Sunday, July 12, 2020

Why it’s time to ‘break the silence on all levels’

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We had scheduled an event this week on workplace bullying with Bonnie Low-Kramen, an author and trainer who focuses on workplace behavior. Then came the news that Sara Sidman, a former field engineer for Schulmberger, has filed a class action $100 million lawsuit alleging “that a male coworker allegedly told others it would be OK for them to break into her bedroom and sexually assault her,” the Houston Chronicle reported.

Bullying and sexual assault are obviously different.

Researchers have found some similarities and connections between bullying and sexual harassment. But as women who are outspoken on all these issues, Low-Kramen and I both recognized that we should of course discuss this in our conversation today. And I’m so glad we did. She offered insight into just how much advancement businesses are making, and how we can all serve as allies to each other. The responses have been phenomenal.

“What we’re trained to do (as women) when we’re young, is to not make waves and to not cause trouble,” which translates to staying quiet, Low-Kramen said. But now, from the case of Harvey Weinstein and others that have built the #MeToo movement, to this latest one in Houston, women are speaking up, Low-Kramen said. It’s up to others to do the same. “We need to break the silence. The silence needs to be broken on all levels.”

In fact, she noted, when Time magazine named as its “Person of the Year” the brave women who spoke up in the #MeToo movement, the publication called them “The Silence Breakers.”

“As women, our move is to collaborate and to shine a light like we’re doing today,” Low-Kramen said. 

“Managers, leaders, CEOs have an obligation in our companies to make safe environments,” she added. “We need to feel safe at work. Women are out to make a living, just like men.” While there is progress being made, “I’ve seen the pendulum is swinging wildly right now,” Low-Kramen said.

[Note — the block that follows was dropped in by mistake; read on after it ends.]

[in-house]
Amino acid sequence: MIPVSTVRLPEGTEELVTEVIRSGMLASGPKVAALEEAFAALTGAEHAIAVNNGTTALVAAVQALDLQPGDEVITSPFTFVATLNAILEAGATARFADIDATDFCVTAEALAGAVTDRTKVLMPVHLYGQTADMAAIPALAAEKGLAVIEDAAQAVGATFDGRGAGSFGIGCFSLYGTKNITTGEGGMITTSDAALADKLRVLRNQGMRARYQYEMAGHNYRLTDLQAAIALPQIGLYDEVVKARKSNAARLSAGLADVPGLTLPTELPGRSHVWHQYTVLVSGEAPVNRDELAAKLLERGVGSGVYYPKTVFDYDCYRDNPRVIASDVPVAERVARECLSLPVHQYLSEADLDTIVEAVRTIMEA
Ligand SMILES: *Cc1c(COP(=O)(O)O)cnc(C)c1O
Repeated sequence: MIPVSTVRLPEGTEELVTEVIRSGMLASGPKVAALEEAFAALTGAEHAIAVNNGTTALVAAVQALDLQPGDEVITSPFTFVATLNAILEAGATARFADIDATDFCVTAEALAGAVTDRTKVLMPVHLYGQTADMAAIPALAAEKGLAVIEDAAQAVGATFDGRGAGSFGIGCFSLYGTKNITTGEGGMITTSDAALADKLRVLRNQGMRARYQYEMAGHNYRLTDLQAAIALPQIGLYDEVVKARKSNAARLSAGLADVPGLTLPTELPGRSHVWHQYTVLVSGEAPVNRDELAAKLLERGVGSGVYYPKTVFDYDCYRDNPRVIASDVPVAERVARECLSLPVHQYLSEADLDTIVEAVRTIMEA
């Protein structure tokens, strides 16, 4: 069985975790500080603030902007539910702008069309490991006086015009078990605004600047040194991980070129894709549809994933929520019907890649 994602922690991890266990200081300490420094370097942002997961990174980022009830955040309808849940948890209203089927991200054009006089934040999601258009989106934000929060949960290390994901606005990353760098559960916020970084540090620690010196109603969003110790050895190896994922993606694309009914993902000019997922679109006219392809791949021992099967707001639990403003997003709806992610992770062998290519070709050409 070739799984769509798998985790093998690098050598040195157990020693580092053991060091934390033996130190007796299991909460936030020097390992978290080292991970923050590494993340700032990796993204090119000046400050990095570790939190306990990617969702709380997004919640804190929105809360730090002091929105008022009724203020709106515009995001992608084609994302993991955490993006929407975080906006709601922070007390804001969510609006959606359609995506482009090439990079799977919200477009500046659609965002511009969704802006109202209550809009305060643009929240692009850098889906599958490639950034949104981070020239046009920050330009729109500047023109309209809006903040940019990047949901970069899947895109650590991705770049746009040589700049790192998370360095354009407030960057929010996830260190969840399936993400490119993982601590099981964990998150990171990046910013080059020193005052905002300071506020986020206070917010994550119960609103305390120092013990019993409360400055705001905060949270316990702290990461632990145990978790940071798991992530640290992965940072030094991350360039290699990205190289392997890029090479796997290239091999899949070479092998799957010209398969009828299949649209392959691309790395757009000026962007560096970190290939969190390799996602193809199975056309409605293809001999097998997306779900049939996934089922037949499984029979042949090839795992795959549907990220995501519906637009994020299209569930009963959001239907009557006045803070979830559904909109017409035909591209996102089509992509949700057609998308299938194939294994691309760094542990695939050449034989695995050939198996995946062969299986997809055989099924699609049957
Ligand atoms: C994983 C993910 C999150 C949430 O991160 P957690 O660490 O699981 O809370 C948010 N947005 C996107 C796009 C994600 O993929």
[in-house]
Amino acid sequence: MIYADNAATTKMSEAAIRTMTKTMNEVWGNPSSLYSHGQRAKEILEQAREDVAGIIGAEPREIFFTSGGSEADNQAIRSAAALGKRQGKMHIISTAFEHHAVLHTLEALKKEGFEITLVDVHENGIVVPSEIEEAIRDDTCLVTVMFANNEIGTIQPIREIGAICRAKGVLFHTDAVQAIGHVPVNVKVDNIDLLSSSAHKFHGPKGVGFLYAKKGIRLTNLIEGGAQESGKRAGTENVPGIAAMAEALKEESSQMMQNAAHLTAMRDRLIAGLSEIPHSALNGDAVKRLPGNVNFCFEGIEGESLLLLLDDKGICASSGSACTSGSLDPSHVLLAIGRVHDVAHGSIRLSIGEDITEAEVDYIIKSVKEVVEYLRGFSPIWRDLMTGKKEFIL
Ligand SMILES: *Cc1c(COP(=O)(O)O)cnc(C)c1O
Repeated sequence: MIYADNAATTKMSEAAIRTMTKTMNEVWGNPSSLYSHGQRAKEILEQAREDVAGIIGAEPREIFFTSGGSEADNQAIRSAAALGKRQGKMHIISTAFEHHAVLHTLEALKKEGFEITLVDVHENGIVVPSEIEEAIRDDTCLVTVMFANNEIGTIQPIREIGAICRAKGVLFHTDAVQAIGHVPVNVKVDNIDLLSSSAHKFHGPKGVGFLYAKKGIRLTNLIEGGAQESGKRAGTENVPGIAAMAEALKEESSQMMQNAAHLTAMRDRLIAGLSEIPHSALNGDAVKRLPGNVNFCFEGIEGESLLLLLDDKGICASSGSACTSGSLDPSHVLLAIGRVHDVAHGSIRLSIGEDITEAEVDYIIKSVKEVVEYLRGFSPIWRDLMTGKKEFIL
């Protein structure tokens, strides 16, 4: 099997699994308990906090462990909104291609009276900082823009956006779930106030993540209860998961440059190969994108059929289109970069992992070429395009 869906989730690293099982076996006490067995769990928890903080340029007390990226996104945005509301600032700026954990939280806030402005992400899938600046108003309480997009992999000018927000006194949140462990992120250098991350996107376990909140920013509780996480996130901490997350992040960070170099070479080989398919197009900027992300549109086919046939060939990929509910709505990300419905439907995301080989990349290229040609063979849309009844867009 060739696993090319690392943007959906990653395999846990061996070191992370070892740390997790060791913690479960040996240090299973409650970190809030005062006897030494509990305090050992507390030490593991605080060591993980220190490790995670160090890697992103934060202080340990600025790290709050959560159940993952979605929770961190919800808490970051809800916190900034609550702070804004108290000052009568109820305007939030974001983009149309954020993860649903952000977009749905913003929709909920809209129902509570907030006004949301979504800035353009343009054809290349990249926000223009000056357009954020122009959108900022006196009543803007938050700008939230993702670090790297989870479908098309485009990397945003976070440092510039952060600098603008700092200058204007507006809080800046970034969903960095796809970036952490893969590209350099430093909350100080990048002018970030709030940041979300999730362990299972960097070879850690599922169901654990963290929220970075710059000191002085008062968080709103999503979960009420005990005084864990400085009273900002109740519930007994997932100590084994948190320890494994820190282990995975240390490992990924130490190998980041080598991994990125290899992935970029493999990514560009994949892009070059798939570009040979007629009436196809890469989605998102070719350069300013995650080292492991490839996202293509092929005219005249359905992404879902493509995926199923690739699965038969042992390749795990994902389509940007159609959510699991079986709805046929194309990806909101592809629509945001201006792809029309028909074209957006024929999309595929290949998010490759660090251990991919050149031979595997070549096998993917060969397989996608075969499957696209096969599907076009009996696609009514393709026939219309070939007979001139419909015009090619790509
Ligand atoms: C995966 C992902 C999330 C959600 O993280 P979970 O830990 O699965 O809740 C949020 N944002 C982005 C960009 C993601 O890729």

In fact, she warned, some male executives and managers have told her that the MeToo and Times Up movements have “gone way too far,” and that they believe the solution is to “just not hire women.” In response, she told them, “That’s a really dumb thing to say.” Low-Karmen noted, as I’ve written many times, that a more diverse and gender equal workforce is necessary to make a business successful.

Our members respond

“Women need to file grievances against bad behavior and criminality whenever possible.  So many of the pioneers in our industry did not report or laughed off slights (or worse) for the sake of keeping jobs.  My sense is that younger people have zero tolerance, which I hope leads to better behavior quickly.  It is beyond time,” a 31-year experienced geologist and Pink Petro member said today in response.

For much more, including:

  • How Oscar winner Olympia Dukakis — whom Low-Kramen worked for for many years — had her back
  • My own story of getting tossed in the garbage by a bully, repeatedly, at school — then finally taking her down in the boys’ bathroom (something I discuss in my book, Grow With the Flow)
  • How anyone, man or woman, can be a bully or a victim

Register to watch the full event here.

Katie Mehnerthttp://www.katiemehnert.com
Katie Mehnert is the CEO and Founder of Pink Petro and Experience Energy. She's an author, speaker, and sought out expert on energy culture and talent.

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